using WM_SETTEXT between processes

This is a discussion on using WM_SETTEXT between processes within the Windows Programming forums, part of the Platform Specific Boards category; This code finds a notepad window, and places the text in the edit control. But why does it work? Wouldn't ...

  1. #1
    mustang benny bennyandthejets's Avatar
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    using WM_SETTEXT between processes

    This code finds a notepad window, and places the text in the edit control. But why does it work? Wouldn't the pointer to the string "hi" be invalid in the notepad process?

    Code:
    #include <windows.h>
    
    int main()
    {
    	HWND hNote;
    	HWND hChild;
    
    	if (!(hNote=FindWindow("Notepad",NULL)))
    		exit(1);
    
    	if (!(hChild=FindWindowEx(hNote,NULL,"EDIT",NULL)))
    		exit(2);
    
    	SendMessage(hChild,WM_SETTEXT,NULL,(LPARAM)"hi");
    	
    
    	
    	return 0;
    }
    benforbes@optusnet.com.au
    Microsoft Visual Studio .NET 2003 Enterprise Architect
    Windows XP Pro

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  2. #2
    mustang benny bennyandthejets's Avatar
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    Don't worry, I found the answer in google. I took me ages, but I eventually found this passage:

    In the implementation of the Text property, I exploited a little-known feature of the Win32 edit controls. All Win32 controls cannot work across the process boundaries. For example, you cannot ask another application's rich edit box to return its content as a string. The problem with this is that any memory address makes sense only in the memory context of the process managing it. There are a few exceptions to this rule.

    All the Windows standard controls (buttons, listboxes, and edit controls, among the others) don't obey this rule. Their content can be read and set across the process boundaries without limitation. This has been done since the times of Windows 95 to preserve the backward compatibility of existing Win3x applications using interprocess subclassing. This is still true in XP and Win2K.

    As a result, you can use a few messages, such as WM_GETTEXT and WM_SETTEXT, to get and set the content of a textbox irrespective of the actual processes involved.
    So it appears that standard controls are an exception to interprocess boundries. I'm going to do a little fiddling around, to see what pointer is actually received in the end by the target edit control.
    benforbes@optusnet.com.au
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  3. #3
    mustang benny bennyandthejets's Avatar
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    I did my fiddling, and found out some things. Let's set the scene here:

    In program A I have a string on the local stack. I pass the address of that string with WM_SETTEXT to an edit control in another window, in program B. In that window, I have subclassed the edit control's window procedure, intercepted the message, and displayed the value of lParam. The value passed by SendMessage() in program A doesn't match the value received in WM_SETTEXT by program B. This leads me to believe that when those certain messages are passed to another process by SendMessage(), some memory is allocated in the target process, and the relevant data is copied. Hence, the value of lParam is changed so that the right address is pointed to.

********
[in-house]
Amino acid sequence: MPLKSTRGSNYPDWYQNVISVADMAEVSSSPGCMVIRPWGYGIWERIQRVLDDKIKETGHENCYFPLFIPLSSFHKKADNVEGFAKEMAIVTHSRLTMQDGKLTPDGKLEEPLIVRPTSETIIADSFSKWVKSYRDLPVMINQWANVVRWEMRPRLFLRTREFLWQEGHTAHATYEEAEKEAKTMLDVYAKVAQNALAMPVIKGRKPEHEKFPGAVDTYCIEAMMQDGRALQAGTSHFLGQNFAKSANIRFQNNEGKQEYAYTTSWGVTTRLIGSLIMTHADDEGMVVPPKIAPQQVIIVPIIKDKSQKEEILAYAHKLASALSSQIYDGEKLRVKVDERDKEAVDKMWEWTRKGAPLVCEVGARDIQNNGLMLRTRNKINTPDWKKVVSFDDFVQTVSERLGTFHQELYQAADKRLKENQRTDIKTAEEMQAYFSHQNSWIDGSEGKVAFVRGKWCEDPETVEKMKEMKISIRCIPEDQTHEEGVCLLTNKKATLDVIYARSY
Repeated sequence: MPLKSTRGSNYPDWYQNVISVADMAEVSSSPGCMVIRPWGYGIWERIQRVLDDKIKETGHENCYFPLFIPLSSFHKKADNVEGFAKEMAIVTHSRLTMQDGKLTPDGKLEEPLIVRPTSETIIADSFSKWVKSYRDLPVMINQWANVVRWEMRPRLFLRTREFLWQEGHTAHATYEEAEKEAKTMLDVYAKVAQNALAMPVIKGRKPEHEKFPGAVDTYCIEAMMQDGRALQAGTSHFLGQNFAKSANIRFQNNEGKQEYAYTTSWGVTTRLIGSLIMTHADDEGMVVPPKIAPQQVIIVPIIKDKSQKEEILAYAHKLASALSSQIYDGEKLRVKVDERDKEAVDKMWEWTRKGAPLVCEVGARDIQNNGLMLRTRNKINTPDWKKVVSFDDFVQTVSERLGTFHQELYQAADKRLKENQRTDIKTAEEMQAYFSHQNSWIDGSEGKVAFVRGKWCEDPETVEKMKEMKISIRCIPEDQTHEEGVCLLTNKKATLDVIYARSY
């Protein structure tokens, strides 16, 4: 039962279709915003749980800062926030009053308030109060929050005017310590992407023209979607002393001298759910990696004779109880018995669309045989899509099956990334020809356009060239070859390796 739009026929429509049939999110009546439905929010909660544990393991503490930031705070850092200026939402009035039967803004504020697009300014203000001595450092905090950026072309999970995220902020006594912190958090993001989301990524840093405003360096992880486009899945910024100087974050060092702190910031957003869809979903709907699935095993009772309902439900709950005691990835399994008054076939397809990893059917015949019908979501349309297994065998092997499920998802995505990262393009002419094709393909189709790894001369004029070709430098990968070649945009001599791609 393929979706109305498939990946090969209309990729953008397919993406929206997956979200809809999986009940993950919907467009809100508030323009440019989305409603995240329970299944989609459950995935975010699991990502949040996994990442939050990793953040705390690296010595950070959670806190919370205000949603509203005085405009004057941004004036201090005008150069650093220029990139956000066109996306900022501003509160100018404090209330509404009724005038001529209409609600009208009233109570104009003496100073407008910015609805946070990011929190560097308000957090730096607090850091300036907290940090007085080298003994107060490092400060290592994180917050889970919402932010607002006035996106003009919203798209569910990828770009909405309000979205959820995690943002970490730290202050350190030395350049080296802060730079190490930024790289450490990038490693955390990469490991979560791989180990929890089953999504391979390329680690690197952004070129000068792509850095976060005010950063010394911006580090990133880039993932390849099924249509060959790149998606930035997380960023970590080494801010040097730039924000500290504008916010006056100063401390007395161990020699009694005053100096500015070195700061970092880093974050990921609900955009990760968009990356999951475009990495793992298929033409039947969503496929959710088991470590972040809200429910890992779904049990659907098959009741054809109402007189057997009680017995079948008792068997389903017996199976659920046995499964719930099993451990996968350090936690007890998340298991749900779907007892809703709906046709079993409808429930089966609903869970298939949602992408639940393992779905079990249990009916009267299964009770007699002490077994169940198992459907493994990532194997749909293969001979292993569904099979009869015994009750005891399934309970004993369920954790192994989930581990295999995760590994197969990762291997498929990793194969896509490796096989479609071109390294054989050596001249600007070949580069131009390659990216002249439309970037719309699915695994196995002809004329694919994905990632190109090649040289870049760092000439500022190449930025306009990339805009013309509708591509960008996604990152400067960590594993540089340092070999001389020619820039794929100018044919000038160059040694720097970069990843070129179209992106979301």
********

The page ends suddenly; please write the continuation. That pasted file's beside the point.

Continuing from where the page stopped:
So this means that WM_SETTEXT in the target process doesn't actually have direct access to memory in process A, but rather, the memory in process A is copied to process B, and the message parameters are changed accordingly.

    Would anyone agree with that?
    benforbes@optusnet.com.au
    Microsoft Visual Studio .NET 2003 Enterprise Architect
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  4. #4
    mustang benny bennyandthejets's Avatar
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    Okay, I'm happy with the WM_SETTEXT part. But now I'm looking at WM_GETTEXT. It's a whole different game.

    Again, the value passed as lParam in process A is not the same value received as lParam in process B. I found that the process B lParam location receives the window text, AS WELL AS the process A lParam location. Now what is going on here? The window text is written twice, in two different processes. Does anyone know how this works under the hood?
    benforbes@optusnet.com.au
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  5. #5
    Yes, my avatar is stolen anonytmouse's Avatar
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    Something like this:

    Process A:
    SendMessage(hWndControl, WM_GETTEXT,10, szBuf);

    Windows:
    Windows allocates a ten byte buffer in process B (we'll call it szProcessB).

    Process B:
    Receives the altered message(lParam now points to szProcessB) from Windows.
    Fills in the szProcessB with window text and returns.

    Windows:
    Windows copies szProcessB into szBuf in process A.
    Windows frees szProcessB.

    Process A:
    Uses szBuf.

    WM_COPYDATA does similar marshalling.

  6. #6
    mustang benny bennyandthejets's Avatar
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    Thanks, that cleared it up.

    Do you know of any resource that would have a complete explanation of how these Win32 API messages work? I'm willing to buy a book if it's worth it.
    benforbes@optusnet.com.au
    Microsoft Visual Studio .NET 2003 Enterprise Architect
    Windows XP Pro

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  7. #7
    Anal comment spacer DominicTrix's Avatar
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    as does EM_REPLACESEL it seems! I've just been tearing my hair out over it! ( recent thread posted b4 I read this )
    "The most important thing about acting is honesty. If you can fake that you've got it made" - George Burns

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